On November 3rd, 1911 Louis Chevrolet and the founder of General Motors, William C Durant joined forces to create one of the world’s most well known brands. Last week Chevrolet marked it’s 109th year in business. Here’s a look back at how the global automotive brand got its start.
The Lead Up – Durant Founded GM, Then Was Shown The Door
William C. Durant had been the Founder and President of General Motors until he was cast out of management in 1910. GM had been formed in 1908 by Durant through the purchase, acquisition and mergers of Flint Wagon Works and the Buick Motor Company in 1904. During that first decade, while Durant was the head of Buick, he hired Louis Chevrolet to drive Buicks in promotional races. Durant planned on leveraging Chevrolet’s reputation to build street cred for his new automobile company.
Alongside Buick, Durant consolidated 13 car companies in 1908-1909 to create “General Motors Holding Company”. Among those 13 brands; Cadillac, Oakland Motor Car (that would eventually become Pontiac) and Olds Motor Works (which became Oldsmobile).
Such rapid expansion engrossed Durant, who quickly allowed General Motors to become too overleveraged and in debt. After the company started to come up short on cash, Durant was shown the door.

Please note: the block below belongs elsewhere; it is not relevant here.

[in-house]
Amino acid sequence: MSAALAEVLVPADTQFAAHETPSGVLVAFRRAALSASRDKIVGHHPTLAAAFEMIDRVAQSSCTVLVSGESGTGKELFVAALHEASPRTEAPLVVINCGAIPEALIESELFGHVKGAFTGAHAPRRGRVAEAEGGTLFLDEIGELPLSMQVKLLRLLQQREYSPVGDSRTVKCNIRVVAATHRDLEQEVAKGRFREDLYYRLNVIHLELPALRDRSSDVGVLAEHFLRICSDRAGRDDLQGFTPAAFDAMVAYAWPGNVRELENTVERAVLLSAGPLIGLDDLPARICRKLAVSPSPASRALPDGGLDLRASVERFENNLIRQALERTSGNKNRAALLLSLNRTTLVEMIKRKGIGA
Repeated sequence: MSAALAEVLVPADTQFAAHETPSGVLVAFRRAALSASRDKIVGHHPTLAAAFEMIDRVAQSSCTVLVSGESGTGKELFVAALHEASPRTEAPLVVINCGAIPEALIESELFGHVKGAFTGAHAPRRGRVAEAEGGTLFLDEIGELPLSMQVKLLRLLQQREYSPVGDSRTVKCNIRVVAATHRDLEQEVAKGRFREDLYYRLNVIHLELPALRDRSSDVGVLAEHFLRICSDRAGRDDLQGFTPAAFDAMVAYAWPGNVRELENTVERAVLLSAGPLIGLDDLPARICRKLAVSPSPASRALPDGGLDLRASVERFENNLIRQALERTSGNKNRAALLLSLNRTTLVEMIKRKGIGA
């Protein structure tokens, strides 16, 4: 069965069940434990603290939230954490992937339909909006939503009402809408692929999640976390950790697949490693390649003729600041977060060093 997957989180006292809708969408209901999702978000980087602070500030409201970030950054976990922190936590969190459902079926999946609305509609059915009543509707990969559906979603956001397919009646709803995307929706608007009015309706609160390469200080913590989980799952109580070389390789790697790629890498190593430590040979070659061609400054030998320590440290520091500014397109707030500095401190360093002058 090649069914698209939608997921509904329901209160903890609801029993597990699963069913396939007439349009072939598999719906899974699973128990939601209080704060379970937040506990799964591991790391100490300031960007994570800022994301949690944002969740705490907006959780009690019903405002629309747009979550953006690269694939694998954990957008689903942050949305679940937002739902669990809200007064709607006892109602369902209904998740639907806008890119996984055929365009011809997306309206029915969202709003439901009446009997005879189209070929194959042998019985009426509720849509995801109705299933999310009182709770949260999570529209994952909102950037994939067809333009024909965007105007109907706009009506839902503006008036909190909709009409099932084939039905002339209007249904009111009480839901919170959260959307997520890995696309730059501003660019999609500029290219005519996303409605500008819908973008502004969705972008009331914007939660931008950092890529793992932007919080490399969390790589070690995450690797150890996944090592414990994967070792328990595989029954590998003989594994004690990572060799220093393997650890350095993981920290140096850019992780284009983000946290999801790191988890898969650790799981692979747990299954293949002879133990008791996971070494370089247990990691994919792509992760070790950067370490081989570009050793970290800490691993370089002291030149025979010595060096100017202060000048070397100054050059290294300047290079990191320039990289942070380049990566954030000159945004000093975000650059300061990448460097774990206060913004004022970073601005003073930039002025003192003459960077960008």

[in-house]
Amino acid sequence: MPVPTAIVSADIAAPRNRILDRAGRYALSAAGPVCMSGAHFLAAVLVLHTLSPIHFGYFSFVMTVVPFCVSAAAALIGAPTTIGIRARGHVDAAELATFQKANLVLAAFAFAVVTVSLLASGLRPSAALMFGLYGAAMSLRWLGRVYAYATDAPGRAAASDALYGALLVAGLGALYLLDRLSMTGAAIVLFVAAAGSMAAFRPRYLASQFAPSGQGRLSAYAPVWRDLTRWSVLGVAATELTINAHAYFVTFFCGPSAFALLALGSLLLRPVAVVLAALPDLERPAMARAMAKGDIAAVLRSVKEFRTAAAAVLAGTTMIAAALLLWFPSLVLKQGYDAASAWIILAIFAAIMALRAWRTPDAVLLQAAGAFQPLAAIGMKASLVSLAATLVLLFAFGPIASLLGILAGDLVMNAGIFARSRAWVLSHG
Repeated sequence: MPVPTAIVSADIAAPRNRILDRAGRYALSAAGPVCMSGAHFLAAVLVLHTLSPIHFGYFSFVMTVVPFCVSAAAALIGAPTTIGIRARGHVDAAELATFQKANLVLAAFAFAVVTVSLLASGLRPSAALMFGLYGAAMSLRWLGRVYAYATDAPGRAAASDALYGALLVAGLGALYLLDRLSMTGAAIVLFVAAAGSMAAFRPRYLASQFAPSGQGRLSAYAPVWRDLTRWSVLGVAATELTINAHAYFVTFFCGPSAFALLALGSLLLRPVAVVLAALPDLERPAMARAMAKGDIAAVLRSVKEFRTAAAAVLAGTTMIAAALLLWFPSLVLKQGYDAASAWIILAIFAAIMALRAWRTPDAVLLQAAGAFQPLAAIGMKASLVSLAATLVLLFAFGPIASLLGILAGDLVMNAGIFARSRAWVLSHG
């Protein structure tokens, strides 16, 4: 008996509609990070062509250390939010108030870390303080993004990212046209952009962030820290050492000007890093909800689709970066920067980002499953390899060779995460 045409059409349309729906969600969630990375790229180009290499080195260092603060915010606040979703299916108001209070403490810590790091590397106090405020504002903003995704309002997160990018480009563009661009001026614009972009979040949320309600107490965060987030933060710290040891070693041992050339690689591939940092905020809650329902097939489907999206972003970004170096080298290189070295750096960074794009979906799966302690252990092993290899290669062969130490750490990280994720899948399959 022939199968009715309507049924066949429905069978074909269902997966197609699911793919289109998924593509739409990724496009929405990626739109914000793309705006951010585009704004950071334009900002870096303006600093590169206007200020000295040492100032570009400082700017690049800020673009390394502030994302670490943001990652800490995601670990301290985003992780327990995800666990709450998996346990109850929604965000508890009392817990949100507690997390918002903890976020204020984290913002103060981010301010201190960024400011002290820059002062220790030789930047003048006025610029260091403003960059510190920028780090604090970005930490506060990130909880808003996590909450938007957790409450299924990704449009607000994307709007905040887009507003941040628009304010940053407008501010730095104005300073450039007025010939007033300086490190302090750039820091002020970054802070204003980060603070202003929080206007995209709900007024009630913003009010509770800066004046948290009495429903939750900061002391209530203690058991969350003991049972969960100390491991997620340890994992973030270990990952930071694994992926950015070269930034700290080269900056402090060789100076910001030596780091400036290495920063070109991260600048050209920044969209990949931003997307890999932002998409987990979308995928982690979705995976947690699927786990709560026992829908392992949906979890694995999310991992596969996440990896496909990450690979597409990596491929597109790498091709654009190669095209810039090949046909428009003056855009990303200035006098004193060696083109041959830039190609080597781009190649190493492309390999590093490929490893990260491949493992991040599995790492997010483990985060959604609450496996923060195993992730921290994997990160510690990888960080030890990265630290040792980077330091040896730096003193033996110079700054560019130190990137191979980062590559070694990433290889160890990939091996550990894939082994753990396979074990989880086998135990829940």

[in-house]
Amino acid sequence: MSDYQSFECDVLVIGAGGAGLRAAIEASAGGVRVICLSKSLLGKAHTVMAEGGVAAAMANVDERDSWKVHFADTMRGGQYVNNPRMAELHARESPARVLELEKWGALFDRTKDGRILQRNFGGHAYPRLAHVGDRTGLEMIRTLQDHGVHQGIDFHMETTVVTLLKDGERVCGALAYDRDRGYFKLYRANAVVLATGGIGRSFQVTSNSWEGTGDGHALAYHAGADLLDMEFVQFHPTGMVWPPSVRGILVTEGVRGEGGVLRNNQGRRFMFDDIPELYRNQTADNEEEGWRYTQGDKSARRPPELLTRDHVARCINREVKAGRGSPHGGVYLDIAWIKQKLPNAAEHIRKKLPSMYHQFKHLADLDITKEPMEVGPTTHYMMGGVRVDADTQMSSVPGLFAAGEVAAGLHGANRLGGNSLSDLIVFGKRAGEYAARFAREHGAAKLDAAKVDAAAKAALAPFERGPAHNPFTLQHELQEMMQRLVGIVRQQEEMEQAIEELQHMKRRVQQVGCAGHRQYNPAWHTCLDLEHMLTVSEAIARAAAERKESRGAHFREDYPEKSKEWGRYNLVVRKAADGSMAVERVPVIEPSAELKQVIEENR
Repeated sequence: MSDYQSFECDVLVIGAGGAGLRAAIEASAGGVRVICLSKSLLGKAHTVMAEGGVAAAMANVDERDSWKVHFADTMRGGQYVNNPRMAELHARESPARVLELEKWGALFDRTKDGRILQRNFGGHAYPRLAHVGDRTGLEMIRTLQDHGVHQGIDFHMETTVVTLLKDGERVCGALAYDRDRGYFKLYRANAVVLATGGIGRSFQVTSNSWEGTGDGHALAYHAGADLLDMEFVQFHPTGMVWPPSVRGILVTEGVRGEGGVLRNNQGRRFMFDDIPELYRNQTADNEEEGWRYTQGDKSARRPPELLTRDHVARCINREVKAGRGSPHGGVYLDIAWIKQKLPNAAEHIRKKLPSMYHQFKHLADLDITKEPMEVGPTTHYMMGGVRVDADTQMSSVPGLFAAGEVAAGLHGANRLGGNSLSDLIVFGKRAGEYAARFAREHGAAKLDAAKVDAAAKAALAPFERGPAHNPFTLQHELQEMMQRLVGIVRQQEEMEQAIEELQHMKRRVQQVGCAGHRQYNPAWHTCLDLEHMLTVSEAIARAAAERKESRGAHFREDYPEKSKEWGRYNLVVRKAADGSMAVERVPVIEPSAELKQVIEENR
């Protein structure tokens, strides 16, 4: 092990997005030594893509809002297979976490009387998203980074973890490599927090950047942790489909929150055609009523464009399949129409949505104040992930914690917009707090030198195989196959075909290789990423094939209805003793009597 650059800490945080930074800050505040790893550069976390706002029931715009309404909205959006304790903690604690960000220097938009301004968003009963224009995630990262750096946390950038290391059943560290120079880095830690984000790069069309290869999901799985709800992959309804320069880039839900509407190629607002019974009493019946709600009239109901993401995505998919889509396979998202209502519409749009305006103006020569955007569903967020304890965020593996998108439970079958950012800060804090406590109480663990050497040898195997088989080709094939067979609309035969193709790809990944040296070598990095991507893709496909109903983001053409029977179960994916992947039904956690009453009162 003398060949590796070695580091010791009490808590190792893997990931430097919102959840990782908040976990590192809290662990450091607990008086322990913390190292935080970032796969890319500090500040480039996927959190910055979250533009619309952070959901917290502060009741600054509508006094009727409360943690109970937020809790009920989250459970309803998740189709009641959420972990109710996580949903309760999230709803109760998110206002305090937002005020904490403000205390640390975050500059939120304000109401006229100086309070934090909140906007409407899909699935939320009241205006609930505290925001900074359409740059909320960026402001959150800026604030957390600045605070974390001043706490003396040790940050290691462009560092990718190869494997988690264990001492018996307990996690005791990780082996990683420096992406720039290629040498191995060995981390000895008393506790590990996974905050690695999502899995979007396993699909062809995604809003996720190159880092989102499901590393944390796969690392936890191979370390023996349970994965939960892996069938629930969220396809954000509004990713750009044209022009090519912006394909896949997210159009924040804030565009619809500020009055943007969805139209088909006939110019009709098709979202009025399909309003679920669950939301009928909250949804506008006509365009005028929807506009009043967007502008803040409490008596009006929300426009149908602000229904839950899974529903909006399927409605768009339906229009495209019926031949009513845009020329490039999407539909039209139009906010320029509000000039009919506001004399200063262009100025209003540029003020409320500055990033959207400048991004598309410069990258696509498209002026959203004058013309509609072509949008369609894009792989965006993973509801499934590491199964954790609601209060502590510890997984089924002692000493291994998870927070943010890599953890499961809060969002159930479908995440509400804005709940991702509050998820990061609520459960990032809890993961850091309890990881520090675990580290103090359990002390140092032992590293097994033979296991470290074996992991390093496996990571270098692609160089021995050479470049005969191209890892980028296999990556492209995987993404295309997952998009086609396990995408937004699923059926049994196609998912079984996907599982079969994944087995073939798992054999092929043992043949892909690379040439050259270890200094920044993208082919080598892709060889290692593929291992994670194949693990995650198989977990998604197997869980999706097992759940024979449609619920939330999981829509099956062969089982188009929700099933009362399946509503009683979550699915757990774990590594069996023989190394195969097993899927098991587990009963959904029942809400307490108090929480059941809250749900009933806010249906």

After General Motors Durant Refused To Quit & Chevrolet Was Born
Pushed out of the company he founded, William Durant wasn’t finished by a long shot. He drew on his relationship with Louis Chevrolet and backed Chevrolet’s new automobile company. With help from William Little (Little Automobiles), former Buick Owner James Whiting, and his son in law, Dr Edwin R Campbell- the Chevrolet Motor Company was born in 1911. The next year in 1912, R.S. McLaughlin, CEO of General Motors Canada also invested.
The first Chevrolet, the Series C Classic Six was “drawn up” following the direction of Louis Chevrolet himself. The team moved quick and interestingly the Series C Classic Six was designed and prototyped months before the company, Chevrolet, was even incorporated.
In 1914 the same year the iconic “Bowtie” made its debut, Durant and Chevrolet began to see difference between them. Those differences lead to Durant buying Chevrolet out of his share in the company.
Durant’s Revenge – Regaining Control At General Motors
By 1916, Chevrolet was so successful through sales of the Series 490 that Durant was able to repurchase a controlling interest in General Motors. A year later, after the controlling interest was finalized, Durant was once again the President of General Motors. Chevrolet was quickly merged into the company as one of its brands. Durant lead GM until 1920 when Alfred Sloan took the reigns after another round of complex mergers and acquisitions.
1919 saw Chevrolet offering its first commercial grade trucks, previously sold under the GMC brand.
The Rest Is History
Chevrolet went on to become the mainstream and most popular brand in General Motor’s Portfolio. The brand had incredible influence on the american automotive market through the 1950’s and 1960s and many of the brands most iconic nameplates, Corvette, Suburban, and the “Small block V8” are still produced today.
While it’s easy to appreciate Chevrolet’s long and storied 109 years as a brand, it’s important to never forget how the company was formed and its importance to General Motors ability to continue to operate in 2020.